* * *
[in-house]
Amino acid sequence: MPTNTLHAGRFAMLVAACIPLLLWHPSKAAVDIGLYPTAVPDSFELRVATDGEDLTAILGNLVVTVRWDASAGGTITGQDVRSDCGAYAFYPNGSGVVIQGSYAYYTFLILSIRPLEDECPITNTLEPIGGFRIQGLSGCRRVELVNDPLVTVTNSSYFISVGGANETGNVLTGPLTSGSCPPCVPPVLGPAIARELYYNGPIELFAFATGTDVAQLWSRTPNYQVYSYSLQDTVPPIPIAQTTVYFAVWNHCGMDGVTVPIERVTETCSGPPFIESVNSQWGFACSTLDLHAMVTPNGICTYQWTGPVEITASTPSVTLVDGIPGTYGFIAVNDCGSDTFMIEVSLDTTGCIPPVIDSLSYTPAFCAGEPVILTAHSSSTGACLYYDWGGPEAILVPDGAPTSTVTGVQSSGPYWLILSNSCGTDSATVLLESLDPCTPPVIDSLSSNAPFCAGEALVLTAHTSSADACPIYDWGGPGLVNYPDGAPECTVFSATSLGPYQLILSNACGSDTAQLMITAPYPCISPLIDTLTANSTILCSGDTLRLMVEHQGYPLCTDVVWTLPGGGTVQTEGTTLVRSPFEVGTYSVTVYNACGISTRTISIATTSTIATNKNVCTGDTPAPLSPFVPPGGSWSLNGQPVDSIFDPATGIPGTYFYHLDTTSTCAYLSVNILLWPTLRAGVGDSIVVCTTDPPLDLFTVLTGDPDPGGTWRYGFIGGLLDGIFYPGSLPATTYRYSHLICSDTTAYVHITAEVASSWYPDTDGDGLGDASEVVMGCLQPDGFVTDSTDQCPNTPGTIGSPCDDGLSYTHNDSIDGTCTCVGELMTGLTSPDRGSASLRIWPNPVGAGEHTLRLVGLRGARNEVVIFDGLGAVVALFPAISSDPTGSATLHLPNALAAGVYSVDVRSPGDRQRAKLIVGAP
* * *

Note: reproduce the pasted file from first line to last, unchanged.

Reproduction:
[in-house]
Amino acid sequence: MPTNTLHAGRFAMLVAACIPLLLWHPSKAAVDIGLYPTAVPDSFELRVATDGEDLTAILGNLVVTVRWDASAGGTITGQDVRSDCGAYAFYPNGSGVVIQGSYAYYTFLILSIRPLEDECPITNTLEPIGGFRIQGLSGCRRVELVNDPLVTVTNSSYFISVGGANETGNVLTGPLTSGSCPPCVPPVLGPAIARELYYNGPIELFAFATGTDVAQLWSRTPNYQVYSYSLQDTVPPIPIAQTTVYFAVWNHCGMDGVTVPIERVTETCSGPPFIESVNSQWGFACSTLDLHAMVTPNGICTYQWTGPVEITASTPSVTLVDGIPGTYGFIAVNDCGSDTFMIEVSLDTTGCIPPVIDSLSYTPAFCAGEPVILTAHSSSTGACLYYDWGGPEAILVPDGAPTSTVTGVQSSGPYWLILSNSCGTDSATVLLESLDPCTPPVIDSLSSNAPFCAGEALVLTAHTSSADACPIYDWGGPGLVNYPDGAPECTVFSATSLGPYQLILSNACGSDTAQLMITAPYPCISPLIDTLTANSTILCSGDTLRLMVEHQGYPLCTDVVWTLPGGGTVQTEGTTLVRSPFEVGTYSVTVYNACGISTRTISIATTSTIATNKNVCTGDTPAPLSPFVPPGGSWSLNGQPVDSIFDPATGIPGTYFYHLDTTSTCAYLSVNILLWPTLRAGVGDSIVVCTTDPPLDLFTVLTGDPDPGGTWRYGFIGGLLDGIFYPGSLPATTYRYSHLICSDTTAYVHITAEVASSWYPDTDGDGLGDASEVVMGCLQPDGFVTDSTDQCPNTPGTIGSPCDDGLSYTHNDSIDGTCTCVGELMTGLTSPDRGSASLRIWPNPVGAGEHTLRLVGLRGARNEVVIFDGLGAVVALFPAISSDPTGSATLHLPNALAAGVYSVDVRSPGDRQRAKLIVGAP